6 Tips For a Calm, Happy Christmas With Your Pets
RSPCA WA is sharing 6 top tips to help keep pets happy and healthy this Christmas, as the big day brings a number of risks to their health and wellbeing.
The change in routine, visitors, excited children and loud music can all cause your pet to worry, while some festive foods and decorations could land your best mate in the emergency vet hospital.
The good news is that, with a little planning, these risks can be minimised or avoided, ensuring the holidays are happy for every member of the family.
6 tips for a calm, happy Christmas with your pet:
1. If you’re hosting, exercise pets before your guests arrive. This will help them de-stress and make them more likely to nap once the festivities are underway. Try to keep routines the same if possible, as consistency helps pets feel secure.
2. Create a safe, quiet place for your pet to retreat to away from the party. Playing calm music, or leaving the TV on, will help mask noise and chatter, and a Kong or bone is a good option to keep your dog’s mind occupied. Cats might like a cardboard box hidey-hole where they can escape the excitement.
3. Some festive fare can cause serious illness, so exercise caution when choosing what treats to feed your pet. And don’t give in to those pleading looks! Most cooked meats are OK to feed to cats and dogs in small quantities. However, do not feed your pet cooked bones, as they can splinter. Keep meat scraps free of gravy and marinades.
Don’t feed your pet chocolate, Christmas pudding, currants, grapes, lollies, raisins, macadamia nuts, avocado, onion, alcohol, and sugar-free sweet products. If you think your pet has eaten something they shouldn’t have, call your vet immediately for advice (be sure to check your vet’s holiday hours).
4. Keep Christmas decorations out of reach. If an ornament breaks in your pet’s mouth, this could cause serious damage. Edible decorations like candy canes can also pose a risk. Hang anything risky at the top of your tree.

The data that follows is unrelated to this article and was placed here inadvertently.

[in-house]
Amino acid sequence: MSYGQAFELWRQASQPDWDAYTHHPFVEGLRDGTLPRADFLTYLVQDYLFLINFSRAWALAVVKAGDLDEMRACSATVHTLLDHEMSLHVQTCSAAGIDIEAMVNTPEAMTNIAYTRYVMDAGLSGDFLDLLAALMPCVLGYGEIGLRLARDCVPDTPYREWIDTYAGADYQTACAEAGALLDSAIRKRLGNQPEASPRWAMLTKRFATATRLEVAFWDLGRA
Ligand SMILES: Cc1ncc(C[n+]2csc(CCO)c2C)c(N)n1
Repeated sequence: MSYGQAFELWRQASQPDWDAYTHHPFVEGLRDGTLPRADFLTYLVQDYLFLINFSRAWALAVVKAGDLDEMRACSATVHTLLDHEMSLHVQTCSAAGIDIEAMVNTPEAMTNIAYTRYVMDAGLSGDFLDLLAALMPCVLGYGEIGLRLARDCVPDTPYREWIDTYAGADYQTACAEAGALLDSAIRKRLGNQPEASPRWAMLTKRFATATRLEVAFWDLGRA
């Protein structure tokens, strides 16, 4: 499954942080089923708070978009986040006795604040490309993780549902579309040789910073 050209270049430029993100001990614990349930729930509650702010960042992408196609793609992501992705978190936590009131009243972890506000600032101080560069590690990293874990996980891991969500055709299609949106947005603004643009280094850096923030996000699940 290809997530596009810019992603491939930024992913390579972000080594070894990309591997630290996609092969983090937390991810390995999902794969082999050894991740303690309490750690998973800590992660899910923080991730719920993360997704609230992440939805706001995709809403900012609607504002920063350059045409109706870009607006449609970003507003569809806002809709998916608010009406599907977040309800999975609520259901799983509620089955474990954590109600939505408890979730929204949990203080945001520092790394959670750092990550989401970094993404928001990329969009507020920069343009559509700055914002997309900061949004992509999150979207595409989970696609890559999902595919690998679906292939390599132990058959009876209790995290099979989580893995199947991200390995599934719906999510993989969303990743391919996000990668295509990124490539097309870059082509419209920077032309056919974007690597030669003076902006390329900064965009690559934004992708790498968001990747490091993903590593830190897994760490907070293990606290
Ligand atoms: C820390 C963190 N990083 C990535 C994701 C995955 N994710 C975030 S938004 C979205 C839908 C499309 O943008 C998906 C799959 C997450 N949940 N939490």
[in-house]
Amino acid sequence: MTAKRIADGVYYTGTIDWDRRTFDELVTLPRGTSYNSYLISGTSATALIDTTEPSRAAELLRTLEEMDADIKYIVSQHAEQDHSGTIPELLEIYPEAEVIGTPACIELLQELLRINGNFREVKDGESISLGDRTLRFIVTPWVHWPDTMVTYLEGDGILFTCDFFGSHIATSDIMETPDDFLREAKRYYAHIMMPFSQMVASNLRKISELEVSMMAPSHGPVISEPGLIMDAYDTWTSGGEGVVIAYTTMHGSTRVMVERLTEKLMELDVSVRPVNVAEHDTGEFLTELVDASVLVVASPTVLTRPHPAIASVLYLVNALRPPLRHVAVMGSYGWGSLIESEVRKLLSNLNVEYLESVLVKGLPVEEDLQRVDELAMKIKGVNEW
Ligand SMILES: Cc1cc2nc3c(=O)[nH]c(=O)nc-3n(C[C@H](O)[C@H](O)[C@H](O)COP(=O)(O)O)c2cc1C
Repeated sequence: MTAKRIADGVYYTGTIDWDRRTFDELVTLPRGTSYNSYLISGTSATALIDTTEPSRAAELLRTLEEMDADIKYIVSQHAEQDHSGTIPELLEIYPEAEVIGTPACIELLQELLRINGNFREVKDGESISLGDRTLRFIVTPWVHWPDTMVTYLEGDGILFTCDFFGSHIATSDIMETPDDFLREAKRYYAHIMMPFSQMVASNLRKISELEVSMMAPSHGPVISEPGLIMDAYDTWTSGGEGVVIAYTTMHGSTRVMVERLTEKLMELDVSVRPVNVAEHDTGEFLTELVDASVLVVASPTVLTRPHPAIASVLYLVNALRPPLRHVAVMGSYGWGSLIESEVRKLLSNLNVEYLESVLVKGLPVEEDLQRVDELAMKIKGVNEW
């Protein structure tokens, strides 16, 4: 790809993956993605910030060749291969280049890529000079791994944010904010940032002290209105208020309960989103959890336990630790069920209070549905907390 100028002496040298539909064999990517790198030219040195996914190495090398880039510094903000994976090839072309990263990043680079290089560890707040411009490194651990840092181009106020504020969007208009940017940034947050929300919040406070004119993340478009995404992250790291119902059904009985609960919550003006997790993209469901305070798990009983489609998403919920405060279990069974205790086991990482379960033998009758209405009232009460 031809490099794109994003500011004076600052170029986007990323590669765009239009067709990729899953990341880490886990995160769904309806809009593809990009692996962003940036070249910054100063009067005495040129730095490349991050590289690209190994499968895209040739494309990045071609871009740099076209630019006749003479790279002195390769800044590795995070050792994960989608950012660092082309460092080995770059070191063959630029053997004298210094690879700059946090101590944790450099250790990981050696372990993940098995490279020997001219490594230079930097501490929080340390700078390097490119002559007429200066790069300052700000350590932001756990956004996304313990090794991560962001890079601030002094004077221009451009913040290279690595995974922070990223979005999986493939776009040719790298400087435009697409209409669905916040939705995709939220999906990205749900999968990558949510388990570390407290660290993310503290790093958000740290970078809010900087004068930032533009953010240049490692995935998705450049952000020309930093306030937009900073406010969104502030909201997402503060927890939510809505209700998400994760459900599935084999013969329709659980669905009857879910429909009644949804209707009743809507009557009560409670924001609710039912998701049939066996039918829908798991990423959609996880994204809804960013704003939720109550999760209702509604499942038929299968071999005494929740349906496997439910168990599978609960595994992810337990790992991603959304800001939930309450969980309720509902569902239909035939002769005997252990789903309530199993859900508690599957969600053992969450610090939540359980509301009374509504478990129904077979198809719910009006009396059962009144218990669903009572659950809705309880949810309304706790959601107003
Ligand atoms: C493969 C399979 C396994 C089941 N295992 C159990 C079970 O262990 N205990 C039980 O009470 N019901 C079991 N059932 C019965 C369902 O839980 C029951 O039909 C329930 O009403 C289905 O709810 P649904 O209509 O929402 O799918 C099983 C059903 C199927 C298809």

5. Clean up wrapping paper quickly after presents have been opened. If eaten, wrapping paper and ribbons can obstruct your pet’s intestines and create a medical emergency.
6. Give your pet a special Christmas treat. You could create a treasure hunt of dry food around the house or yard, whip up some home-made treats, or play games with them.
RSPCA WA Communications Manager Richard Schoonraad:
“Christmas is usually busy and chaotic, but amidst the madness it’s so important to spare a thought for your furry family members.
“A little bit of planning will help pets cope with the chaos, and minimise the risk of any mishaps which could derail the celebrations.
“On the big day, watch your pet closely to gauge how they’re feeling, especially around excited children.
“If your dog licks their lips, shows the whites of their eyes, or turns their head away when a child or adult is patting them, intervene immediately. These are signs your dog is stressed, so take them away to a ‘safe space’ to relax.
“Christmas food is among some of the most toxic for animals to consume, so keep plates out of reach and resist those pleading eyes, or you could wind up spending the day at a vet hospital.
“If you’re looking for ways to include your pet in the festivities, why not bake your best mate some pet-friendly treats, buy them a new toy, or take some time out to play their favourite games?”